Skip to content

Technica Mining expands into surface drilling and mining

Sudbury mining contractor marking 20 years in business

Sudbury-based underground mining contractor Technica Mining is putting lie to the idiom that you can’t teach an old dog new tricks.

In November, the company launched its new surface drilling and mining division, just in time to mark its 20th anniversary in business.

Based out of the Walden Industrial Park, just west of Sudbury, the company specializes in underground mining and construction services, including underground construction, development and production services; shaft maintenance services; engineering; along with equipment rentals and mine financing.

Among the key projects Technica’s worked on are Harte Gold’s White River project and Glencore’s Onaping Depth project in Sudbury.

President and CEO Mario Grossi, who founded Technica two decades ago, said the decision to expand the company’s services all came down to timing.

“In our mining service offerings, we were unable to offer the surface mining drilling and blasting component of the work, just because it wasn’t our area of expertise,” he said.

“And then the opportunity came about with an old friend of mine who I’ve worked with in the past.”

That old friend is Guy Charles, an industry expert with more than 25 years of experience in the surface mining and drilling industry, including specialty knowledge in close proximity blasting.

Charles will lead Technica’s new division as the company’s superintendent of surface mining and drilling.

“He was looking to make a career move, and I thought it would be a great fit to offer a full suite as a mining contractor,” Grossi said.

“So now we can offer surface and underground services for our clients.”

Existing staff will handle human resources, accounting, and service requirements for the new division, Grossi said, but the company will be expanding its physical footprint to make space for new equipment.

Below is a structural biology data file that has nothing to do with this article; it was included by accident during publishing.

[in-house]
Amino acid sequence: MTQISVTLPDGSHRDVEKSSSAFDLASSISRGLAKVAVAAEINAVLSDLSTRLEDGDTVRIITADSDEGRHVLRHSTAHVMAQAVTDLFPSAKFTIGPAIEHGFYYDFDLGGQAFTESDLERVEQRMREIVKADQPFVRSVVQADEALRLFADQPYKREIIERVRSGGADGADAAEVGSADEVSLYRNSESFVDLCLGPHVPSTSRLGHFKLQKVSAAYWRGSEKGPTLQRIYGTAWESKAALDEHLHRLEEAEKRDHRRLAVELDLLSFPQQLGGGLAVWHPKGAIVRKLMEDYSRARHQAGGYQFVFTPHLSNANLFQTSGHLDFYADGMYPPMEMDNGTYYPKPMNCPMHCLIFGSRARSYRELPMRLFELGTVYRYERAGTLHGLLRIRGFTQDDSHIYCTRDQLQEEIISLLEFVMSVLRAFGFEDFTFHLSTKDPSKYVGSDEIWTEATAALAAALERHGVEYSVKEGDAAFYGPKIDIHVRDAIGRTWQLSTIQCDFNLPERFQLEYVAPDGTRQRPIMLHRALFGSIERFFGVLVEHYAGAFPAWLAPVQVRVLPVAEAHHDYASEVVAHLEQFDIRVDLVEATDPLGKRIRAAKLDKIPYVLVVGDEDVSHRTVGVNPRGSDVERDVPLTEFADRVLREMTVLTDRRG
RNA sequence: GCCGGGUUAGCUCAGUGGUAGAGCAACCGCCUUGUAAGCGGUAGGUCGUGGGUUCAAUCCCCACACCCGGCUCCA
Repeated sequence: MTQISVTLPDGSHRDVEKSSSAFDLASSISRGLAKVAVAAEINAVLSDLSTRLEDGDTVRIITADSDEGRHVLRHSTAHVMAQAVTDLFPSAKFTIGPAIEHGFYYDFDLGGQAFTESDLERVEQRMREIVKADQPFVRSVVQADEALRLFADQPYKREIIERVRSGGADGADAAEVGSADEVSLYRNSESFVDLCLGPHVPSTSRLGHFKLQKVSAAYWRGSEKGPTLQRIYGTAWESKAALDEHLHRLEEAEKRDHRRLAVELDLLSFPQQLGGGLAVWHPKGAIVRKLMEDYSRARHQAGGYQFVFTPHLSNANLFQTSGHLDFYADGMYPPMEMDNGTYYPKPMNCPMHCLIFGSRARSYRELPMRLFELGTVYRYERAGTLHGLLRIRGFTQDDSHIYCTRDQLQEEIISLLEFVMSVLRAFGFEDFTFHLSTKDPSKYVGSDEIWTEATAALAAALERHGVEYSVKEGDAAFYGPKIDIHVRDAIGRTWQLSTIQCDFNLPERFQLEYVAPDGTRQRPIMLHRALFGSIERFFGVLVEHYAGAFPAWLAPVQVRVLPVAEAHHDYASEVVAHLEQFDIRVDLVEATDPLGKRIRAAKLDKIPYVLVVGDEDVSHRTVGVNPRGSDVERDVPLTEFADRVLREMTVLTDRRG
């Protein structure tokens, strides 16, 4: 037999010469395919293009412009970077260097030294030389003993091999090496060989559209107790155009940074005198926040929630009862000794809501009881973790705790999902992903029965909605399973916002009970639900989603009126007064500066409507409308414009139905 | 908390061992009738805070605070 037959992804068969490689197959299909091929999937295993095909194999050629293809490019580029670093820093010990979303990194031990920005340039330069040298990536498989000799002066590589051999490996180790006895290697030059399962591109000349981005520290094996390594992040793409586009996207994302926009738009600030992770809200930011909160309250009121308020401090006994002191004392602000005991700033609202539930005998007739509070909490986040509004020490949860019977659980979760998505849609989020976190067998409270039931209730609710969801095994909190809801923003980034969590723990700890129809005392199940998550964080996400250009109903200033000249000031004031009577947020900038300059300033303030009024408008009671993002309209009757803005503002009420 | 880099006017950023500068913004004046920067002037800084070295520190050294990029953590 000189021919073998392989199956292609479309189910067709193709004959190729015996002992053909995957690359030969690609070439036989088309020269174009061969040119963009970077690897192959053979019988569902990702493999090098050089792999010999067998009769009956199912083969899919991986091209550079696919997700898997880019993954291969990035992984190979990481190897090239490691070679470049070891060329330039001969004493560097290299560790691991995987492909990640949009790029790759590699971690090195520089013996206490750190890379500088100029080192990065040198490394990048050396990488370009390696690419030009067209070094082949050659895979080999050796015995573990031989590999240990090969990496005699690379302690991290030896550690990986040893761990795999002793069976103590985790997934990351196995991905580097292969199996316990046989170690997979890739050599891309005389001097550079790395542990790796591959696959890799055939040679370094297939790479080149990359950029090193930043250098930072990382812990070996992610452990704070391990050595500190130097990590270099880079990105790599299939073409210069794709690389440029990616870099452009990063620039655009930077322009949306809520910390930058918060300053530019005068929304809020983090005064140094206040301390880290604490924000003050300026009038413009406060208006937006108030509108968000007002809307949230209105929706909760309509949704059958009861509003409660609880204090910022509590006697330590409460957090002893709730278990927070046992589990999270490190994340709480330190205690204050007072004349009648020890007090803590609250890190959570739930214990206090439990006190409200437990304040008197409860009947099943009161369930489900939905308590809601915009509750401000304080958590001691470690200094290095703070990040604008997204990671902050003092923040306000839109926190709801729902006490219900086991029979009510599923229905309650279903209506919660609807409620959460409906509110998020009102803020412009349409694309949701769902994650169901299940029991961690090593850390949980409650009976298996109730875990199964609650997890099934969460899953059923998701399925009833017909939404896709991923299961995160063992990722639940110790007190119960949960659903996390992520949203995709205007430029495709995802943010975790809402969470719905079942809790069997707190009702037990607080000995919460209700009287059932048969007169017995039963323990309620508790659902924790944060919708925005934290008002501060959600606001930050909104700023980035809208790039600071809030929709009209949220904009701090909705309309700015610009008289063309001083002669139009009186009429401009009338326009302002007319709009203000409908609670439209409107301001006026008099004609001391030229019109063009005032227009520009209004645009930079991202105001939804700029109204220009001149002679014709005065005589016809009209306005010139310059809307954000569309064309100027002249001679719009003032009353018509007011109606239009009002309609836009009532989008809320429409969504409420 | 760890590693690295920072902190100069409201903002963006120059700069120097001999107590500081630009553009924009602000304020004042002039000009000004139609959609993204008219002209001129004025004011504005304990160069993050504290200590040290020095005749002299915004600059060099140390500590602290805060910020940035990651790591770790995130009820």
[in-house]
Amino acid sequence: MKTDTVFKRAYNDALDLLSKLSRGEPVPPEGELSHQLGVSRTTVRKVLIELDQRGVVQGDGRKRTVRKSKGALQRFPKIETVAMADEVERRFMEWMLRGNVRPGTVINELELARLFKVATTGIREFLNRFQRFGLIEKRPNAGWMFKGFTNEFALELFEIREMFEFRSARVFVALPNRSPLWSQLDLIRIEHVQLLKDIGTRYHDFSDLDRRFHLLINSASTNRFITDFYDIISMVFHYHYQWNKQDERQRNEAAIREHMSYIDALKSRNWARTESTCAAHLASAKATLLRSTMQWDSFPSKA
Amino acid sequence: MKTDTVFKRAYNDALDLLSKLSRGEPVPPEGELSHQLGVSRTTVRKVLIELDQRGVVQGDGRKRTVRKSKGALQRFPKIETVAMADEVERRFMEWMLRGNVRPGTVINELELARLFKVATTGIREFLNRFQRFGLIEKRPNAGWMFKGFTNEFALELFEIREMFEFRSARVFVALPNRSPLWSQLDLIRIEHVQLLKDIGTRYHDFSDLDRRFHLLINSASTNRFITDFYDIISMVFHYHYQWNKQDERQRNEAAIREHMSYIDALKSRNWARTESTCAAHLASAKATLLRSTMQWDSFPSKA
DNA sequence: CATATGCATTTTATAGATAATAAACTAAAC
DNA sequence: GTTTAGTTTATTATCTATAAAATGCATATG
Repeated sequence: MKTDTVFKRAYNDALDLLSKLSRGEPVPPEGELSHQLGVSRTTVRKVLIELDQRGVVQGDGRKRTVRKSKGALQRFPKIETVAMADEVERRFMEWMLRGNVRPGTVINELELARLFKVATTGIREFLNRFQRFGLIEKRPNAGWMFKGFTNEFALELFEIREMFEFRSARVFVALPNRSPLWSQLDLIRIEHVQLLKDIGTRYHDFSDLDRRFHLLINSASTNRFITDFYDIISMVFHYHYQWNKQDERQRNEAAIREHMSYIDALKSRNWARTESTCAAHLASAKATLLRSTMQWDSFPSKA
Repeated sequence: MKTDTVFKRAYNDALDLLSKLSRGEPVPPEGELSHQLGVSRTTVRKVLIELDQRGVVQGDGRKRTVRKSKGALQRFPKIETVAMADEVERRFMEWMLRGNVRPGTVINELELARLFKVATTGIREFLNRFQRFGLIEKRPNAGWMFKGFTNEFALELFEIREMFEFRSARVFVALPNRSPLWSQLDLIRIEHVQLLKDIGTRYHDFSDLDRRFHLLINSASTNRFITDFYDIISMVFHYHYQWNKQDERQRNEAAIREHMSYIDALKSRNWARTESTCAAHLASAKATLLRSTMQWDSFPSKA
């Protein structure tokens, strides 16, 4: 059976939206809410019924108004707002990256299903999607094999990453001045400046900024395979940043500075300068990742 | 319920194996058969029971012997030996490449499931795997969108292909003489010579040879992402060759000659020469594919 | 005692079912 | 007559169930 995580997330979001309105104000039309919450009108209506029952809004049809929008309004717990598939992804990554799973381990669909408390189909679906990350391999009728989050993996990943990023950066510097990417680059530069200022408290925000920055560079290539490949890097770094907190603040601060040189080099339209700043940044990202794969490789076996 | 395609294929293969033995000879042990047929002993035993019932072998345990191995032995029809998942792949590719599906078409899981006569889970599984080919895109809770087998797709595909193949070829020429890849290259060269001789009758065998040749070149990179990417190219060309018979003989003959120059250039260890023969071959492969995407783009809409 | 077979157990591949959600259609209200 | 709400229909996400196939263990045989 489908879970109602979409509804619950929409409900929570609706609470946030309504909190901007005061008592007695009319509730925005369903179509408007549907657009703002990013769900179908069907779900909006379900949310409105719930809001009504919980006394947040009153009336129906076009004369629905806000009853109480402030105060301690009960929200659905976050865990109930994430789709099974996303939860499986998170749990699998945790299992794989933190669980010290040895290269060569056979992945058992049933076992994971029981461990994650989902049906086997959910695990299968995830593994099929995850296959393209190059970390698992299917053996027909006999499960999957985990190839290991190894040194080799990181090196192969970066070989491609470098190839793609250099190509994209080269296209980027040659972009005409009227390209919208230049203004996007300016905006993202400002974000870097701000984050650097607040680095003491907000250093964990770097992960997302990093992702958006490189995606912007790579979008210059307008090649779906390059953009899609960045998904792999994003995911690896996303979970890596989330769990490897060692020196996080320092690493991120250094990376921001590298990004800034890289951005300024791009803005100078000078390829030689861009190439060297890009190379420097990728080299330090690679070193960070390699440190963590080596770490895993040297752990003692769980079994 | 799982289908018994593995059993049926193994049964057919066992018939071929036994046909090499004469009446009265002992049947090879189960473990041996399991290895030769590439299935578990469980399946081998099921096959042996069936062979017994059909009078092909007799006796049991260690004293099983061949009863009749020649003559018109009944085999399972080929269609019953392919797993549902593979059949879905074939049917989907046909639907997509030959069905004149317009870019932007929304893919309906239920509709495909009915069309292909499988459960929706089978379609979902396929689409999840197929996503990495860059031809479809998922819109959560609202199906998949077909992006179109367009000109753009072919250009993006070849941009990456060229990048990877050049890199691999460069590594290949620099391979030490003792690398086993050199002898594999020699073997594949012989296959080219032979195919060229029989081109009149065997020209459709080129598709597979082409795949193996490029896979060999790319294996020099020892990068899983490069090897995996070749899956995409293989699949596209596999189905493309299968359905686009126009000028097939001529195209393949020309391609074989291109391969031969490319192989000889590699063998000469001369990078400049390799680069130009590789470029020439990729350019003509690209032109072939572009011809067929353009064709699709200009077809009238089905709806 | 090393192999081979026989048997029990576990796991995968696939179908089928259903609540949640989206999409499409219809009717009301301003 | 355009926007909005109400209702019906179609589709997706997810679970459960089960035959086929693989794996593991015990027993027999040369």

“Some of the land we need is overburdened with rock, so we’re going to have to drill and blast that to make room for our drills, shovels, and blasting mats,” Grossi said. “We also have to construct a powder magazine.”

Want to read more stories about business in the North? Subscribe to our newsletter.

Otherwise, there’s plenty of room at Technica’s Lively property, where the company moved into a brand-new, 30,000-square-foot building in 2016.

Grossi said Technica has hired two workers for the new division, but as demand increases, he anticipates adding upwards of 50 to the workforce.

At that point, Grossi said, he’ll rely on Charles to tap into his extensive professional network to select and train the right people for the job.

While formal training is helpful, he noted, having an aptitude for the work and a willingness to learn will always be considered.

“We don’t compromise safety for the sake of hiring people,” Grossi said. “We’ll take people with good, core values and train and provide them the time to gain the experience over people who are very well seasoned, very well experienced, but don’t align with our core values.”

Prior to the COVID-19 pandemic, Technica’s workforce had swelled to 500 people. But in March, as projects were postponed and business lagged, its complement shrunk to 280.

Activity is slowly starting to rebound, Grossi said, and while he anticipates 2021 to be a busier year, he expects the next 18 months will still be challenging.

A key project for the company is Osisko Mining’s Windfall gold project, a world-class deposit situated on 12,467 hectares in the Abitibi Greenstone Belt, about 200 kilometres of Val d’Or, Que, where Technica opened a satellite office in 2018.

According to its mineral resource estimate, last updated in February, Osisko has an indicated mineral resource estimate of 1.21 million ounces gold, averaging 9.1 grams per tonne gold, and an inferred estimate of 3.94 million ounces gold, averaging 8.4 grams per tonne gold.

But with additional drilling, Osisko continues to find more ore, and so “we’re really excited about the potential of Osisko,” Grossi said.

In addition to gold, Grossi is keeping an eye on base metals, where demand for nickel and copper in particular is growing as mining companies move away from diesel and toward electrification for their fleets and other assets to improve safety, reduce emissions, boost efficiency, and cut costs.

“With electrification and battery-electric vehicles, there’s obviously a bigger demand for nickel and copper,” Grossi said.

“We think that bodes well for the future of our business.”